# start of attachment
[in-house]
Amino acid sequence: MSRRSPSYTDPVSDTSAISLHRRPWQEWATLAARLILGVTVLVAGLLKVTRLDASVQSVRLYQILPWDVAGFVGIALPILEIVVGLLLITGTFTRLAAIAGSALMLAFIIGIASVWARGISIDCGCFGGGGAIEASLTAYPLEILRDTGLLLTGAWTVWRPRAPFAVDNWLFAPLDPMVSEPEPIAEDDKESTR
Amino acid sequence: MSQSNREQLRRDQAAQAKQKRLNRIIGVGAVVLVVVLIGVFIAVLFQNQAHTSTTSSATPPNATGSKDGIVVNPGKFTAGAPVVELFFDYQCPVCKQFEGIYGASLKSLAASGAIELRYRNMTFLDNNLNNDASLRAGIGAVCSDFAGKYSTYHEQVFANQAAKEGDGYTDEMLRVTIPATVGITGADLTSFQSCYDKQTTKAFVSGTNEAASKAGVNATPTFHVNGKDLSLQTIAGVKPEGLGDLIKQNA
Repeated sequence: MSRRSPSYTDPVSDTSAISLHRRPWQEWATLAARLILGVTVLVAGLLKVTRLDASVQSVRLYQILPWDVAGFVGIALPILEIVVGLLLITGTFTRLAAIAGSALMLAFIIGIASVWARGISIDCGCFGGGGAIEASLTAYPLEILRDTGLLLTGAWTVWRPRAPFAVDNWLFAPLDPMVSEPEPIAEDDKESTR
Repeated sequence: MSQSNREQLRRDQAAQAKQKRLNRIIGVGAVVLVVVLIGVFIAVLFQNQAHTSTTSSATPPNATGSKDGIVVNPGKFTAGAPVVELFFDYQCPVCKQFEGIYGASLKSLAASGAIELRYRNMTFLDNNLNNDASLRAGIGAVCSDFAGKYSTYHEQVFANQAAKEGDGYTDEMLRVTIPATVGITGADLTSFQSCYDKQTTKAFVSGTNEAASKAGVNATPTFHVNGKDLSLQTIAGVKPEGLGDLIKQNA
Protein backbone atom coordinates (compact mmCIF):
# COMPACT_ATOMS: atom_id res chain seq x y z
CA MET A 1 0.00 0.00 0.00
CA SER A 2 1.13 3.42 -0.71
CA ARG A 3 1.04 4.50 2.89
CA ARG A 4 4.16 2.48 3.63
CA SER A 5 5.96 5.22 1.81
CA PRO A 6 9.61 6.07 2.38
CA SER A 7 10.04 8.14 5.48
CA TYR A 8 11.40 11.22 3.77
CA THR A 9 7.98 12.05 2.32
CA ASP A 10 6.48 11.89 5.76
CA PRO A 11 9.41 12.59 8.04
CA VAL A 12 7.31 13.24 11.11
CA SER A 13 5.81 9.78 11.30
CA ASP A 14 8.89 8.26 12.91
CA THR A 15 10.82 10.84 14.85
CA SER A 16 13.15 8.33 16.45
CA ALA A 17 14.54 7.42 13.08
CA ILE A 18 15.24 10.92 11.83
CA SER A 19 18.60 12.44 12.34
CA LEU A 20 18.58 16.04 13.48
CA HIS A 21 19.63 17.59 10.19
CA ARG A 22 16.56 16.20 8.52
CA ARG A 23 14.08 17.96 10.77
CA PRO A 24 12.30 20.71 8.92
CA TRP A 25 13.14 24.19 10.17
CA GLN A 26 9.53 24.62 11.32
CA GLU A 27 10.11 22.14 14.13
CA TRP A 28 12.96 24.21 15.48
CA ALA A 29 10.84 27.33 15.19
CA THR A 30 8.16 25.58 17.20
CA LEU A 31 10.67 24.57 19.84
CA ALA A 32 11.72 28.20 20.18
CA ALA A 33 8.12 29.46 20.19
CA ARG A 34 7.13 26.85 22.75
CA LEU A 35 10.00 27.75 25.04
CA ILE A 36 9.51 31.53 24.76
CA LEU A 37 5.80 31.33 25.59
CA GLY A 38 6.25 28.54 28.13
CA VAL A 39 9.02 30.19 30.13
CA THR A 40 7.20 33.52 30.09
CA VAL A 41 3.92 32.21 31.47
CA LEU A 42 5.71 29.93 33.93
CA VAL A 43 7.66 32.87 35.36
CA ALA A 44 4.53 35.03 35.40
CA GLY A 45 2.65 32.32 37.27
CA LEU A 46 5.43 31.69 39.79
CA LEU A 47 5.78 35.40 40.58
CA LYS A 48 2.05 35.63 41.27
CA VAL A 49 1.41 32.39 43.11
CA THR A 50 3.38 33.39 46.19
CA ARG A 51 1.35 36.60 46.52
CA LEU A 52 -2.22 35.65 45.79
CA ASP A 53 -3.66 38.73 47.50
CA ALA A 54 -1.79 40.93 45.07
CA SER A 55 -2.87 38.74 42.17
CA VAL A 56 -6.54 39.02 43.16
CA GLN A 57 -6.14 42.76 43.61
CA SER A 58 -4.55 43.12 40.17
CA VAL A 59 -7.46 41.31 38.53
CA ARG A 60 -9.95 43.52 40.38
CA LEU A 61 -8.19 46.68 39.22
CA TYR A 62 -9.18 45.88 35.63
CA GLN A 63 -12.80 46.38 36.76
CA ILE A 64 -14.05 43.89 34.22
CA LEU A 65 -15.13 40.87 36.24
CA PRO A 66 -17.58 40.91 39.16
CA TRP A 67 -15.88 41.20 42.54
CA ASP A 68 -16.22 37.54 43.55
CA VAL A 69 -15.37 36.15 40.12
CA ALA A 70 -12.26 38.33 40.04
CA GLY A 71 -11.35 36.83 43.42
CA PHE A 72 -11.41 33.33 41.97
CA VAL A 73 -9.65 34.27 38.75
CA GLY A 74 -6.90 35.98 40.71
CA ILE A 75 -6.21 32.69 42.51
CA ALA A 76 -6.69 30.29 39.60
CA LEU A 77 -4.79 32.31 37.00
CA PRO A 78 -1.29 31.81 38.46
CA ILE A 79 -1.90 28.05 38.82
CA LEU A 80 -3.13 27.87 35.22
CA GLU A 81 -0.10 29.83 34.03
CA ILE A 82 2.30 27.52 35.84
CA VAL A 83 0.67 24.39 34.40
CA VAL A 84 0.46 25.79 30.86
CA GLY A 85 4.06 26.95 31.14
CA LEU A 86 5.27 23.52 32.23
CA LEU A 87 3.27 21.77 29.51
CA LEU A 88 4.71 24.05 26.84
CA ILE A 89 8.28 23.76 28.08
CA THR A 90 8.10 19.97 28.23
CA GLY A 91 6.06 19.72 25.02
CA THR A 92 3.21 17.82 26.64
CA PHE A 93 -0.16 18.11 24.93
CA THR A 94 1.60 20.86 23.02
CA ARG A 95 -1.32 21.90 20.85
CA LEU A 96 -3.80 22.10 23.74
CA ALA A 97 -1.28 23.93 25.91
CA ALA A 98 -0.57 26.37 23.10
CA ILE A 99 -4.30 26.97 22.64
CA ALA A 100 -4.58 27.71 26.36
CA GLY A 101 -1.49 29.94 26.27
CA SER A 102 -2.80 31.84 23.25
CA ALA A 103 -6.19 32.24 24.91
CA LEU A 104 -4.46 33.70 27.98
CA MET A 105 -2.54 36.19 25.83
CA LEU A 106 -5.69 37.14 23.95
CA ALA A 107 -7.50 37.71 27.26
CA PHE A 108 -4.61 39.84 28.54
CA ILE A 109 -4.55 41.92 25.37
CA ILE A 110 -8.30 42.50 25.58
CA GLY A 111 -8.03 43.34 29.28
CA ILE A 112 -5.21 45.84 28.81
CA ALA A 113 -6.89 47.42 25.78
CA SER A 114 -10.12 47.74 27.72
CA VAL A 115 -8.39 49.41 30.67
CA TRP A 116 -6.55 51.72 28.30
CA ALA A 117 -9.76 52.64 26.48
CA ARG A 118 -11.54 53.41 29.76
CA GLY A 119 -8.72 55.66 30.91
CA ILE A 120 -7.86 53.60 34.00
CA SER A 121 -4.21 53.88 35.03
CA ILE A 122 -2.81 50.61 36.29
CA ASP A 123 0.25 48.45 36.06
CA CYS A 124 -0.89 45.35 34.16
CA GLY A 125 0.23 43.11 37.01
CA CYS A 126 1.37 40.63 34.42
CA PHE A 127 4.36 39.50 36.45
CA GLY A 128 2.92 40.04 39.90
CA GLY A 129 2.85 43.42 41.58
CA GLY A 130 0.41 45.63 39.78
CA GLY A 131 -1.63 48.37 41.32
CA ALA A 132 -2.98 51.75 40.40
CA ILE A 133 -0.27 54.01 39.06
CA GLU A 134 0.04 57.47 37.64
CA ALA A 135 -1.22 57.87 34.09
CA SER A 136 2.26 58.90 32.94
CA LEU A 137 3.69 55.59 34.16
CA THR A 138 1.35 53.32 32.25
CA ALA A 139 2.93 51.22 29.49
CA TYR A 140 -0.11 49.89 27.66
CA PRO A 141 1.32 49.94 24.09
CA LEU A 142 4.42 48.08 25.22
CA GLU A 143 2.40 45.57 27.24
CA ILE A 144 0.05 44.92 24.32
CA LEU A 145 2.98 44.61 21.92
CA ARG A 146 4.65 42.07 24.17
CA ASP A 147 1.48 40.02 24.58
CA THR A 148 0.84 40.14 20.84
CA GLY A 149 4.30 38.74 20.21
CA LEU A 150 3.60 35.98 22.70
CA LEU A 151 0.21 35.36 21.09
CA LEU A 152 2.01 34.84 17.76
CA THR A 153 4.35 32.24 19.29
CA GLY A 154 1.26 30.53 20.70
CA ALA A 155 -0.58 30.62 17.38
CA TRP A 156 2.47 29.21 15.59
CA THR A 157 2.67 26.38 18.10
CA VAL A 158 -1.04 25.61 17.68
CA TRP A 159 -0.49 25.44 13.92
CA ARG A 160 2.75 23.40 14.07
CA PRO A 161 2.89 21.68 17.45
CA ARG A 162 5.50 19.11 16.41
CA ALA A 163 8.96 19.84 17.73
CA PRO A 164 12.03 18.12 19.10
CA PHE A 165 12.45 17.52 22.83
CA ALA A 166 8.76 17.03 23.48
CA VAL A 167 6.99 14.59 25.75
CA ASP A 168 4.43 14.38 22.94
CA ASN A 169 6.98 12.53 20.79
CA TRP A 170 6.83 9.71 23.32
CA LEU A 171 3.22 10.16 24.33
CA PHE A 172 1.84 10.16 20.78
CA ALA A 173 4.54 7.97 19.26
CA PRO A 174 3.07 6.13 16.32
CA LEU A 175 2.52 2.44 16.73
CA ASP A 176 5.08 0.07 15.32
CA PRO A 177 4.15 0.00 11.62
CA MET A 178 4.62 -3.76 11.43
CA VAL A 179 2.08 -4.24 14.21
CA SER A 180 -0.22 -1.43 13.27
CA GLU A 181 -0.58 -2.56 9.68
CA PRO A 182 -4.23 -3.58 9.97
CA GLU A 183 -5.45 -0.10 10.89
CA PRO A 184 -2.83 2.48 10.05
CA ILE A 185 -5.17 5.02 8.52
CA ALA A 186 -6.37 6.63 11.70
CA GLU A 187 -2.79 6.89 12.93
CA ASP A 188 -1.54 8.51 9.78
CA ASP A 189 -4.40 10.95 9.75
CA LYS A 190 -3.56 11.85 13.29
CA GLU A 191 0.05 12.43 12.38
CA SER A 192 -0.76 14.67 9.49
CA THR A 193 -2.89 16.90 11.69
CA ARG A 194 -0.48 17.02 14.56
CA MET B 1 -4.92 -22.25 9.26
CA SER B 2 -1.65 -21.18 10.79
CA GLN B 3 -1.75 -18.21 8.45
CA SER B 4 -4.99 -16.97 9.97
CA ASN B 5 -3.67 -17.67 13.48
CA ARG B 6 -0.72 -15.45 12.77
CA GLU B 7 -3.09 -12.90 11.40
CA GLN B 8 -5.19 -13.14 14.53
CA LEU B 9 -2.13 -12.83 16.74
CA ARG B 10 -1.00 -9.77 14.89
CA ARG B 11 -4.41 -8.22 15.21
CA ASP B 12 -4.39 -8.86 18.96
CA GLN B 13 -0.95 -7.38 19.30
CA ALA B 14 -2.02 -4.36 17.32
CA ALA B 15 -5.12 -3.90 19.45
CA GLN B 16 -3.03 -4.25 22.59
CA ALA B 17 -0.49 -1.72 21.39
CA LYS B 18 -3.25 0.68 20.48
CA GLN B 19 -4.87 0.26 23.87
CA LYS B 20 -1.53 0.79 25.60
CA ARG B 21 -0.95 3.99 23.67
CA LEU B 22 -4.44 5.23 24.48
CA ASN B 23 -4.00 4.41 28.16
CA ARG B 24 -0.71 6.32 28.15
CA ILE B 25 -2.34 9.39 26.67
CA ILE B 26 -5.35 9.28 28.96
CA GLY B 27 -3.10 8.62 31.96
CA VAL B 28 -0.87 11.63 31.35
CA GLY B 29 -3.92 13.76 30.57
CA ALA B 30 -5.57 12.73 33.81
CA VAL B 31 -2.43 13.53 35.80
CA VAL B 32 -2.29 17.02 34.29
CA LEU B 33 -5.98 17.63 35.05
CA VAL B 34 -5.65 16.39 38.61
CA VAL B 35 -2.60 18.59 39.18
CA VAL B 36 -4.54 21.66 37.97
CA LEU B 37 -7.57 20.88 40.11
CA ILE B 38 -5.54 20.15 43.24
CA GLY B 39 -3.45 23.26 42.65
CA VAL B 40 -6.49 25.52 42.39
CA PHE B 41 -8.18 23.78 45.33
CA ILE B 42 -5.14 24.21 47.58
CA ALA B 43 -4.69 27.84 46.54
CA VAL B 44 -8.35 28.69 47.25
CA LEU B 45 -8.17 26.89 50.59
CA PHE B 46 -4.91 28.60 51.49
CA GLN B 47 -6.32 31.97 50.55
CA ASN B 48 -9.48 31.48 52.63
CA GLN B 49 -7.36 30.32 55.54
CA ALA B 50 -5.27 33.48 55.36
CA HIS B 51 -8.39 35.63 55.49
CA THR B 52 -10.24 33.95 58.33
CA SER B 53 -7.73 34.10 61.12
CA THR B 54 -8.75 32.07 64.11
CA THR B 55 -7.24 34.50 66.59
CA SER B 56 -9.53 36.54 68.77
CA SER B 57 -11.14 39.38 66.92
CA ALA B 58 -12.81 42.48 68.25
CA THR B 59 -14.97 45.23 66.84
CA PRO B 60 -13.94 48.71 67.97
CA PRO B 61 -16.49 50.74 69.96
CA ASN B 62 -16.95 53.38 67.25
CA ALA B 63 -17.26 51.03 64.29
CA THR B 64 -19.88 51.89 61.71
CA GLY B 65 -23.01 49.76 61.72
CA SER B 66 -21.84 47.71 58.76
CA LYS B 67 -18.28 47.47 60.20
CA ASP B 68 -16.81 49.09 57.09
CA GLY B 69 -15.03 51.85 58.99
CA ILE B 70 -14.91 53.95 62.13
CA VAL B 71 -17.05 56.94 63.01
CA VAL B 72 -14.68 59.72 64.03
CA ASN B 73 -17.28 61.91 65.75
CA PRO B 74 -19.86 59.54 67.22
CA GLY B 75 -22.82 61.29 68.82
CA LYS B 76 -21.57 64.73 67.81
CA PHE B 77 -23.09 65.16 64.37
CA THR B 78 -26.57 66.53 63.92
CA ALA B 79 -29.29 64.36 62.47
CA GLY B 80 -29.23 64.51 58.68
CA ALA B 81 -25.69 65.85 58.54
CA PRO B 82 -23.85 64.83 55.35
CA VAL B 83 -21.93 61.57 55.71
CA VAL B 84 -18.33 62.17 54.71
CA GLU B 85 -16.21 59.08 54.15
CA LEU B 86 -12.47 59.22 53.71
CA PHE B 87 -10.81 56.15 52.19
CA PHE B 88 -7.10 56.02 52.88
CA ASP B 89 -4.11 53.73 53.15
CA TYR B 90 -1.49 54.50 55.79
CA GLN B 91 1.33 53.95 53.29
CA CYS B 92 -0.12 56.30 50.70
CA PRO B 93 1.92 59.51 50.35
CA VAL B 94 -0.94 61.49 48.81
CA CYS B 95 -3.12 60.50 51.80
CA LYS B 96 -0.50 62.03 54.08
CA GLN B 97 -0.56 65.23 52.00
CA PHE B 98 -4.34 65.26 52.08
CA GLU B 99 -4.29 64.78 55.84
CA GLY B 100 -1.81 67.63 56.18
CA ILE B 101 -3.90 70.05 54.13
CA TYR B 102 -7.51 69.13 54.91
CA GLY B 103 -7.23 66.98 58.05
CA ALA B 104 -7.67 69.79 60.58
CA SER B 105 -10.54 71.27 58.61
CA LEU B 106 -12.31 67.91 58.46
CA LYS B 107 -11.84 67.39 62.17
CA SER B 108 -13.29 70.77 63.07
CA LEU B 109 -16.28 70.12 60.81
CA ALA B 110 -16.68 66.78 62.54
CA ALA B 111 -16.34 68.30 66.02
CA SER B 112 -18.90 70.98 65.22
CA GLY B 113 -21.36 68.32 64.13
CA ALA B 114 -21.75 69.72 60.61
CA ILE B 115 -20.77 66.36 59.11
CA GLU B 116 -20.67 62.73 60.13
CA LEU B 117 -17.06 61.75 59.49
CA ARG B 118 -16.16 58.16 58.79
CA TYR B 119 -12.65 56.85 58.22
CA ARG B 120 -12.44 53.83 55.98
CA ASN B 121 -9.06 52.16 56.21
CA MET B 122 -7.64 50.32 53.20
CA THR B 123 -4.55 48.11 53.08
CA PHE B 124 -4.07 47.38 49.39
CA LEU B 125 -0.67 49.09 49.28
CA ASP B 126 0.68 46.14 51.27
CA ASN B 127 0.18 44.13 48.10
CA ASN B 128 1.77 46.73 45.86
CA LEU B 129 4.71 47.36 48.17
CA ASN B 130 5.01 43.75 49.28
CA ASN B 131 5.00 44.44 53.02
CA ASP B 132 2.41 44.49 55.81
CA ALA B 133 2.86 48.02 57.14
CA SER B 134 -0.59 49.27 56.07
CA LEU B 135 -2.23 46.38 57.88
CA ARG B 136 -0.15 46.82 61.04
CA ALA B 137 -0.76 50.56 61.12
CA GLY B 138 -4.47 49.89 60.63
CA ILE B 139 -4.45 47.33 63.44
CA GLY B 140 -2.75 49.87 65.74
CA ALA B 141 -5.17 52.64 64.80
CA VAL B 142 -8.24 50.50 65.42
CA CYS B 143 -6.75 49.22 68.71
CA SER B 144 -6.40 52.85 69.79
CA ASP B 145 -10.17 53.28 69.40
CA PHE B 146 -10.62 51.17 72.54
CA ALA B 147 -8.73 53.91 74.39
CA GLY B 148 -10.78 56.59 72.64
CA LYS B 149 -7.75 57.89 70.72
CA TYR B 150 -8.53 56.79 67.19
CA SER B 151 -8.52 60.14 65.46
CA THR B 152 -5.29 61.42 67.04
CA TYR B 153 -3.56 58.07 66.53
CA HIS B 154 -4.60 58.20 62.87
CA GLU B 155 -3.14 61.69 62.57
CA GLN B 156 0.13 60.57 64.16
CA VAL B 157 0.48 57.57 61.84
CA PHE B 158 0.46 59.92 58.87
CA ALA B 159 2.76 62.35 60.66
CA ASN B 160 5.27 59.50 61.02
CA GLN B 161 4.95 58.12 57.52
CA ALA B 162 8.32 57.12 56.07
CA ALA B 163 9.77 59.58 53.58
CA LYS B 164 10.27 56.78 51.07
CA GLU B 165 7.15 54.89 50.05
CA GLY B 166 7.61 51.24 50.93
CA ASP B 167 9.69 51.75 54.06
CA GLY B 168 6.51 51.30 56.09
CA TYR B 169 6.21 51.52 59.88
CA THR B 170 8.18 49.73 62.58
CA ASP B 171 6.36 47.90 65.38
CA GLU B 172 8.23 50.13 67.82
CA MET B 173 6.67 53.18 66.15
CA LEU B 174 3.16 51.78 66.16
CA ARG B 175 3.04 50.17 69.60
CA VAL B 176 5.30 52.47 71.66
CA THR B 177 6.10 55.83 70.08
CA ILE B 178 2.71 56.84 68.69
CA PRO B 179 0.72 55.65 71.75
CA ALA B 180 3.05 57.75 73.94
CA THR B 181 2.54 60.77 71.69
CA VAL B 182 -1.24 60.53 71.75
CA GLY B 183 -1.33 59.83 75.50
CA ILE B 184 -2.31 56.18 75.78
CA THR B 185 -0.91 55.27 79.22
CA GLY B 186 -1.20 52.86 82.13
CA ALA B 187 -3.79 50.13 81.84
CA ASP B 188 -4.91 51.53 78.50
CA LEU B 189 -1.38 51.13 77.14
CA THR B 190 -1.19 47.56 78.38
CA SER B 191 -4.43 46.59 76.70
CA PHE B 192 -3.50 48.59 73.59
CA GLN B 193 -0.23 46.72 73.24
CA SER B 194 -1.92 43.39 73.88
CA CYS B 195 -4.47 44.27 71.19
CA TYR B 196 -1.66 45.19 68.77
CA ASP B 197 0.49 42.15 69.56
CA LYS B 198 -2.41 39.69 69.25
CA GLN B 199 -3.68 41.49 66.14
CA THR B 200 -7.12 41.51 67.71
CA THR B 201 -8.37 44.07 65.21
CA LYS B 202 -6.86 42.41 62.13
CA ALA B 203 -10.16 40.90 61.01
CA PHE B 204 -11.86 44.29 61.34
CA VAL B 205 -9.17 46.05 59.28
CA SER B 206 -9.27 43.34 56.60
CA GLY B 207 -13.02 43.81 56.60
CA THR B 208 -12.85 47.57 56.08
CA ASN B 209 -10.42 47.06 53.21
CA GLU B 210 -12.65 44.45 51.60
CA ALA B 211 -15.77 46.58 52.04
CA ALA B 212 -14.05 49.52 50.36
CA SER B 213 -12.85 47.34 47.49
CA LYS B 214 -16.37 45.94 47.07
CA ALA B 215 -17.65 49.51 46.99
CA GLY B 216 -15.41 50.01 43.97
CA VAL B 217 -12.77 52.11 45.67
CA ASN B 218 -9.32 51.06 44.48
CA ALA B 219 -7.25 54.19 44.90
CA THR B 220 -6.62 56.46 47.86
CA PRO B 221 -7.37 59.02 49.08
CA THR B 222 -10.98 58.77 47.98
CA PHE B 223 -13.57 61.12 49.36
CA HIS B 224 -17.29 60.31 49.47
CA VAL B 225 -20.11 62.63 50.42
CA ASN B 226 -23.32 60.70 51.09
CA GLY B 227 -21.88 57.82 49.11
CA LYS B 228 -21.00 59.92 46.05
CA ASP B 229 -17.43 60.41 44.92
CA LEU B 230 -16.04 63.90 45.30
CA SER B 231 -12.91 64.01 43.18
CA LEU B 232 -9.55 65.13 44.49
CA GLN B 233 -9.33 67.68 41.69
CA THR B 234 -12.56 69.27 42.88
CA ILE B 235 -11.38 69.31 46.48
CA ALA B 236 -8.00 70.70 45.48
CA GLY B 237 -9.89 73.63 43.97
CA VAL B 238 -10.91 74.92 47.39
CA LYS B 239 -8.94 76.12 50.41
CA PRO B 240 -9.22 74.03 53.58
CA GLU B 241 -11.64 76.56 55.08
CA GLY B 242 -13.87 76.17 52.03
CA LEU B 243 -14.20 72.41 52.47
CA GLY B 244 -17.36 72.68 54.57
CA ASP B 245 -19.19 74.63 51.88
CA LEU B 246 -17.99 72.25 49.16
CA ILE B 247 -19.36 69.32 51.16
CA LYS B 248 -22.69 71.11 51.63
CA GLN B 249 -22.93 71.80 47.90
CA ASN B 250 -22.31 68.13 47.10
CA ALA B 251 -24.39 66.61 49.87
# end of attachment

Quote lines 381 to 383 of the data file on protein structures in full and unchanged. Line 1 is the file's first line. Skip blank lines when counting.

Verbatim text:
CA ALA B 180 3.05 57.75 73.94
CA THR B 181 2.54 60.77 71.69
CA VAL B 182 -1.24 60.53 71.75